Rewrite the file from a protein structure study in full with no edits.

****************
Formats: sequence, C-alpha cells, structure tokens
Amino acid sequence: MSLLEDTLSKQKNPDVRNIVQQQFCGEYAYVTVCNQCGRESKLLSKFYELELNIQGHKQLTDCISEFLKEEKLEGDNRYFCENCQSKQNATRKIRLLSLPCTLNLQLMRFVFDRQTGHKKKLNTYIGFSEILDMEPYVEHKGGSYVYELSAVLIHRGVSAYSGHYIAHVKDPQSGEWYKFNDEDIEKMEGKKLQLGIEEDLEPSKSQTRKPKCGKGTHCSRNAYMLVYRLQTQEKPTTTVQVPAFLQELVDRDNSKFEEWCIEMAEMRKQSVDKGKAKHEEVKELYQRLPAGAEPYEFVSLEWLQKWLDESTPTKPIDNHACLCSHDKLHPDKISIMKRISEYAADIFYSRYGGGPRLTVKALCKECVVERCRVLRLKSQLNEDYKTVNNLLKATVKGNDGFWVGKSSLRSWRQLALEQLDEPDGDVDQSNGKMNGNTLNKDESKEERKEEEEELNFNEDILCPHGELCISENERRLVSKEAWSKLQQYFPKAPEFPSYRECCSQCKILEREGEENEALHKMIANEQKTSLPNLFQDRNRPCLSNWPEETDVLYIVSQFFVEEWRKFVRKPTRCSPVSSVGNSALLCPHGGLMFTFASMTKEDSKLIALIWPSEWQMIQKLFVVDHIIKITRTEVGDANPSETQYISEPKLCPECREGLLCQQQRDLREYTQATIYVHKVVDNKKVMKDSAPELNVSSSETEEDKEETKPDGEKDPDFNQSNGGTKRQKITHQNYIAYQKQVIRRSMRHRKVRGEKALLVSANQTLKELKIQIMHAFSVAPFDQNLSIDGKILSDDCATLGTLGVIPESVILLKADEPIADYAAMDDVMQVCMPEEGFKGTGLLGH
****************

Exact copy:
Formats: sequence, C-alpha cells, structure tokens
Amino acid sequence: MSLLEDTLSKQKNPDVRNIVQQQFCGEYAYVTVCNQCGRESKLLSKFYELELNIQGHKQLTDCISEFLKEEKLEGDNRYFCENCQSKQNATRKIRLLSLPCTLNLQLMRFVFDRQTGHKKKLNTYIGFSEILDMEPYVEHKGGSYVYELSAVLIHRGVSAYSGHYIAHVKDPQSGEWYKFNDEDIEKMEGKKLQLGIEEDLEPSKSQTRKPKCGKGTHCSRNAYMLVYRLQTQEKPTTTVQVPAFLQELVDRDNSKFEEWCIEMAEMRKQSVDKGKAKHEEVKELYQRLPAGAEPYEFVSLEWLQKWLDESTPTKPIDNHACLCSHDKLHPDKISIMKRISEYAADIFYSRYGGGPRLTVKALCKECVVERCRVLRLKSQLNEDYKTVNNLLKATVKGNDGFWVGKSSLRSWRQLALEQLDEPDGDVDQSNGKMNGNTLNKDESKEERKEEEEELNFNEDILCPHGELCISENERRLVSKEAWSKLQQYFPKAPEFPSYRECCSQCKILEREGEENEALHKMIANEQKTSLPNLFQDRNRPCLSNWPEETDVLYIVSQFFVEEWRKFVRKPTRCSPVSSVGNSALLCPHGGLMFTFASMTKEDSKLIALIWPSEWQMIQKLFVVDHIIKITRTEVGDANPSETQYISEPKLCPECREGLLCQQQRDLREYTQATIYVHKVVDNKKVMKDSAPELNVSSSETEEDKEETKPDGEKDPDFNQSNGGTKRQKITHQNYIAYQKQVIRRSMRHRKVRGEKALLVSANQTLKELKIQIMHAFSVAPFDQNLSIDGKILSDDCATLGTLGVIPESVILLKADEPIADYAAMDDVMQVCMPEEGFKGTGLLGH